Capable, credible and ethical state

Our Constitution and legal framework guarantee the rights of citizens to receive quality government services and we therefore have a positive duty to realise the rights conferred.

This means that government must work to ensure citizens have access to quality education and healthcare and ensure the most vulnerable are protected by a social security net and we build sustainable communities.

While many of our public servants are committed and dedicated profes-sionals who perform their tasks diligently, there are some whose indif-ference to citizens suffering has led to a deterioration in the quality of services and assistance rendered. This has to change.

Land claims must be processed faster, title deeds must be provided quicker. Housing projects must be completed on time. Text books must reach all learners, and clinics must provide medical services and medi-cines to those who need them. The police service and the criminal justice system must respond timeously to the cries of our people.

We call on all South Africans to work with us in ensuring that we have a responsive and developmental public service.

Government will do its part by ensuring ongoing monitoring and evalu-ation of its performance across all spheres. More importantly laziness, corruption and indifference will be met with sanction, disciplinary action and other corrective measures.

Ours is a legacy of selfless service to the people. The organisation and the country will not tolerate those who give substandard service or use public resources for their own selfish gains.

Legislation and regulations already exist to prevent public servants from doing business with the state and we warn transgressors to expect no mercy.

We call on all South Africans to join us in this endeavour to build a ca-pable and ethical state and to ensure that those who are responsible for stealing both public funds and private investments face the full might of the law. We include in this call the brave men and women in the media whose ethical and professional work has made it possible for our soci-ety to unearth the misdeeds that threatened to destroy our hard-won democracy.

Education and skills for a changing world

The last 25 years have seen many achievements in our education sys-tem. We have created a single non-racial education system; and there is now almost universal enrolment in primary schooling and we have sys-tematically expanded access to early childhood development.

We congratulate the matric class of 2018 for the outstanding results achieved. The pass rate improved to 78.2%, up from 75.1% in 2017.

We are particularly proud of the fact that learners from predominantly poor and working class backgrounds (quintiles 1-3) again made up the greater majority of those attaining Bachelor passes. President Mandela said it best when he said: “Education is the most powerful weapon which you can use to change the world.”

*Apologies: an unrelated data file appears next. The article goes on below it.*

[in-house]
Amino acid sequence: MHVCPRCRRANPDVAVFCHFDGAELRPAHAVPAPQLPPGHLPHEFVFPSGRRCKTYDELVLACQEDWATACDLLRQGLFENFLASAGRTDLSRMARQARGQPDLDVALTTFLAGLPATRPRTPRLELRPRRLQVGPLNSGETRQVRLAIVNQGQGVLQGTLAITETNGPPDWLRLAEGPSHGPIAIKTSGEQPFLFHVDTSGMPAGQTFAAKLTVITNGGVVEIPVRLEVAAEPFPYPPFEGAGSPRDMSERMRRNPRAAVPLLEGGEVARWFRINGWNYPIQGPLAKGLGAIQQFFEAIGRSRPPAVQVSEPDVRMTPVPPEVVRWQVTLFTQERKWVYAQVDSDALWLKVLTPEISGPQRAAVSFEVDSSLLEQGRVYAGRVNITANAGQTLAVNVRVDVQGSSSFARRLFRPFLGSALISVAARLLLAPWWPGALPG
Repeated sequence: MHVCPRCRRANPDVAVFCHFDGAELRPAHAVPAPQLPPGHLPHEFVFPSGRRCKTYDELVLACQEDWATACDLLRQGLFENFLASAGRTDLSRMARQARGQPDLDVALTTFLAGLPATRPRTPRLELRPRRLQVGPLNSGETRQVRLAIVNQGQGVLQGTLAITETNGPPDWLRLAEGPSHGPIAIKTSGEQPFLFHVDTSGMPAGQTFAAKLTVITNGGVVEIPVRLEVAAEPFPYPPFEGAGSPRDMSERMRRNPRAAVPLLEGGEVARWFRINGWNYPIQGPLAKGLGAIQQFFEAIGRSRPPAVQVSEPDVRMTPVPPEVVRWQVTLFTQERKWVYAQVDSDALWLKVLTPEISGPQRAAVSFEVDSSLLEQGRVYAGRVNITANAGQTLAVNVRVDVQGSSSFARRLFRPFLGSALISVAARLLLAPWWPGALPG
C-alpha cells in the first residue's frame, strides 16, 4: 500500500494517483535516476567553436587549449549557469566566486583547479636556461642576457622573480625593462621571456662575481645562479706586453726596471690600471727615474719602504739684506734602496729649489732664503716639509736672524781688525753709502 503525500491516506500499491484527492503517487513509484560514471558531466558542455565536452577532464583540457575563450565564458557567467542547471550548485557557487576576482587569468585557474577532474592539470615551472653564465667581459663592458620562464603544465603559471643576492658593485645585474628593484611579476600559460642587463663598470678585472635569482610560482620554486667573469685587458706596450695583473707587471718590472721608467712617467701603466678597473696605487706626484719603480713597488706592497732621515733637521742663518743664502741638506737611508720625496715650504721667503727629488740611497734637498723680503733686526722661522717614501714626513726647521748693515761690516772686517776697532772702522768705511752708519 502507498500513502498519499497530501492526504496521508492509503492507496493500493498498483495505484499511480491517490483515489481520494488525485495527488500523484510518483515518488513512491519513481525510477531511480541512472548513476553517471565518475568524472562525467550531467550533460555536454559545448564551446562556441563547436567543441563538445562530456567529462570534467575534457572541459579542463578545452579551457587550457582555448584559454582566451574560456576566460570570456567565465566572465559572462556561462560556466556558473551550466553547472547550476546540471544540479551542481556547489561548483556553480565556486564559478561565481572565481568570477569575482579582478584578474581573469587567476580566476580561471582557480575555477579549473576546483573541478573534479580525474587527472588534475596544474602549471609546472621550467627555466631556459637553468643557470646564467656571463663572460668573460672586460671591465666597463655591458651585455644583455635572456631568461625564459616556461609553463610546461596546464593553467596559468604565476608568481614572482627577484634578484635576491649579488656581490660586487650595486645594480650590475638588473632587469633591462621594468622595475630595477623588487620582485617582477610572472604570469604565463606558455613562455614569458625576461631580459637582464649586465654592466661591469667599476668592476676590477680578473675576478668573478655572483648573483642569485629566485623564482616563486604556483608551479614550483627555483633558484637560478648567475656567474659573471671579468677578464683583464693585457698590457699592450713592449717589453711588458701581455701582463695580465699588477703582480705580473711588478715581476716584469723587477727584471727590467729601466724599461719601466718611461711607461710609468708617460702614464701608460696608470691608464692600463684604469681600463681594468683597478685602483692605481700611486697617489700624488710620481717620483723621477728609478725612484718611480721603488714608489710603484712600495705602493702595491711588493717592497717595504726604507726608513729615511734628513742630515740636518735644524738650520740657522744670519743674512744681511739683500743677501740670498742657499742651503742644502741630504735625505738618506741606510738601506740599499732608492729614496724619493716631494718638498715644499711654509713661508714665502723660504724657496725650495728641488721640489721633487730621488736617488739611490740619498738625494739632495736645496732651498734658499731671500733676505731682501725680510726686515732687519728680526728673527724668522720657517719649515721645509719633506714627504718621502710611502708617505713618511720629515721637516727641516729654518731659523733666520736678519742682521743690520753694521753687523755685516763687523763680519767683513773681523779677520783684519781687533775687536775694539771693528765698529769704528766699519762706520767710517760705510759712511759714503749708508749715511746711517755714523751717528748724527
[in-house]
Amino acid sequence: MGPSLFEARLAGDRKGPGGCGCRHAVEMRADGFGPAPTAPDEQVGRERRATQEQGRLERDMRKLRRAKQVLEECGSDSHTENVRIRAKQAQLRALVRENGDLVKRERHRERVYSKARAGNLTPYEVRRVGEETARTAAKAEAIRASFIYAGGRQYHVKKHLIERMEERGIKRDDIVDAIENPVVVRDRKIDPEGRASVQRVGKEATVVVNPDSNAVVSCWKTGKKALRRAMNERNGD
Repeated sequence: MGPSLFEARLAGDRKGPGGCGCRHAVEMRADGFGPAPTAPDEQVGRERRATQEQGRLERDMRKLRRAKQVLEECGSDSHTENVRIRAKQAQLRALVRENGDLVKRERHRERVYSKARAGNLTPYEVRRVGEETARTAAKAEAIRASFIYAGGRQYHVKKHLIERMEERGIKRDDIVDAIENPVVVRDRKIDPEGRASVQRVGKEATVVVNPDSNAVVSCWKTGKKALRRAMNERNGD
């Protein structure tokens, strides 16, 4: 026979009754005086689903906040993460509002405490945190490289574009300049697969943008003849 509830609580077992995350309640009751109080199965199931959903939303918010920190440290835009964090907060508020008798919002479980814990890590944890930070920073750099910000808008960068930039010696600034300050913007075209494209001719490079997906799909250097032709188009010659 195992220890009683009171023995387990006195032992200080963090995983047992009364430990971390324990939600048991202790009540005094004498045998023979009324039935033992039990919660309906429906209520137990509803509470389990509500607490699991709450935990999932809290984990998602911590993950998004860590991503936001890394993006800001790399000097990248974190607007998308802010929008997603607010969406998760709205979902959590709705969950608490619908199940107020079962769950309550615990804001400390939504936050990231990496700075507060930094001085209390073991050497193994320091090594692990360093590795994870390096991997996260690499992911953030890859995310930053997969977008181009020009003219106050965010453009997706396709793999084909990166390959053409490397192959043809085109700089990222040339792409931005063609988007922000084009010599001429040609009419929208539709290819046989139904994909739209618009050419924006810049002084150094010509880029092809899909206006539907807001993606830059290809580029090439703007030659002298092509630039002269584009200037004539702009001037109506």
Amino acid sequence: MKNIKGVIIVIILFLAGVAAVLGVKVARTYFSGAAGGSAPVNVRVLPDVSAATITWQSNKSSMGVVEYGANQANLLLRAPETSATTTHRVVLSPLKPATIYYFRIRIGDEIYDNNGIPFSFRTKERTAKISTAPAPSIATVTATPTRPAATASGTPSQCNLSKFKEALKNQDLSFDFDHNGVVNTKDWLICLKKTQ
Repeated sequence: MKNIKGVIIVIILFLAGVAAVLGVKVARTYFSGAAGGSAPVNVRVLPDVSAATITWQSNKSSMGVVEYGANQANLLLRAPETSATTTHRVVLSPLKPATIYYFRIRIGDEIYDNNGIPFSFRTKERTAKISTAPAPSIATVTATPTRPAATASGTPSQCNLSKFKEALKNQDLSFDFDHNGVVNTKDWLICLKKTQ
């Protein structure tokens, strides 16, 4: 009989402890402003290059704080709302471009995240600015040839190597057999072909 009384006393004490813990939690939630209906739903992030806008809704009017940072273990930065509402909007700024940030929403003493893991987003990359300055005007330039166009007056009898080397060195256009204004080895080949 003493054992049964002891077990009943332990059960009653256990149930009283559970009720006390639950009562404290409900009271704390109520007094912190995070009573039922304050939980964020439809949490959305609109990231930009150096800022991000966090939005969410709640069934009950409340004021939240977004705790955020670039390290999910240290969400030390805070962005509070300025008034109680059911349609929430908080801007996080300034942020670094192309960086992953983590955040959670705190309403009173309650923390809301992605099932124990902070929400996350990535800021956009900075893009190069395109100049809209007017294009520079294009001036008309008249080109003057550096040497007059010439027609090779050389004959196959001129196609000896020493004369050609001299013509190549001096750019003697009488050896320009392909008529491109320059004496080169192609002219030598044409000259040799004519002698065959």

Gauteng and Free State have consistently performed well and the top 10 best performing schools are in these two provinces. A special apprecia-tion is extended to the Eastern Cape department of education whose pass rate increased by 5.6% to achieve an overall rate of 70.6%.

Much, much more needs to be done to ensure that access is combined with quality across the length and breadth of the country.

The ANC welcomes the expansion of fee-free education for students from poor and working class backgrounds as this will now extend to cov-er qualifying second year students. We are committed to ensuring that this support continues to extend to accommodation, transport and study materials for qualifying students at public TVET colleges and universities.

Many generations of young people fought hard for the ideals of free high-er education and we urge this generation to study hard. This will be the most lasting tribute the current generation of students can pay to the sacrifices of their predecessors.

Rapid technological and digital advances mean our education system must respond to the changing world of work and knowledge generation. We must equip citizens, and especially young people, to master the de-mands of the new age.

The ANC government will ensure that our education curricula at all levels prepares learners to be active participants in the technological change that the global economy is experiencing.

We will scale-up skills development for the youth in data analytics, the internet-of-things, blockchain and machine learning. A social plan will be designed to address retraining and support for workers displaced by new technologies.

Government will open up opportunities for young people to develop new software and applications, devices and equipment through specialised start-up support programmes. Enhanced support will be given to existing Innovation Centres and Hubs over the next three years.